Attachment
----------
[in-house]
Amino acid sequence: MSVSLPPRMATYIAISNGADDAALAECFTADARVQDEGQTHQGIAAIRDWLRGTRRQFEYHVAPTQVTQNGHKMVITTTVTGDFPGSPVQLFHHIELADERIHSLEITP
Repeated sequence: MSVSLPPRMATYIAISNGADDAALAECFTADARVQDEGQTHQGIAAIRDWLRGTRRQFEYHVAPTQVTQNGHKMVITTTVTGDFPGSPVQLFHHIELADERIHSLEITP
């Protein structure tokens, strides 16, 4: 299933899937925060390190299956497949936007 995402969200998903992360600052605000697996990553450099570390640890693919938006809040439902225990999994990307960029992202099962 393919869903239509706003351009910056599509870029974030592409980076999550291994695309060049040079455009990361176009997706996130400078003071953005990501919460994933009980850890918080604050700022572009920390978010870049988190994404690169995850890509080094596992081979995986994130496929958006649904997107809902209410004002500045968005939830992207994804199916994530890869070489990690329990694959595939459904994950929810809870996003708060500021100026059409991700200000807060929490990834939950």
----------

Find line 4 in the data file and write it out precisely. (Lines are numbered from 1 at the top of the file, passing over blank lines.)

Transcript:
């Protein structure tokens, strides 16, 4: 299933899937925060390190299956497949936007 995402969200998903992360600052605000697996990553450099570390640890693919938006809040439902225990999994990307960029992202099962 393919869903239509706003351009910056599509870029974030592409980076999550291994695309060049040079455009990361176009997706996130400078003071953005990501919460994933009980850890918080604050700022572009920390978010870049988190994404690169995850890509080094596992081979995986994130496929958006649904997107809902209410004002500045968005939830992207994804199916994530890869070489990690329990694959595939459904994950929810809870996003708060500021100026059409991700200000807060929490990834939950």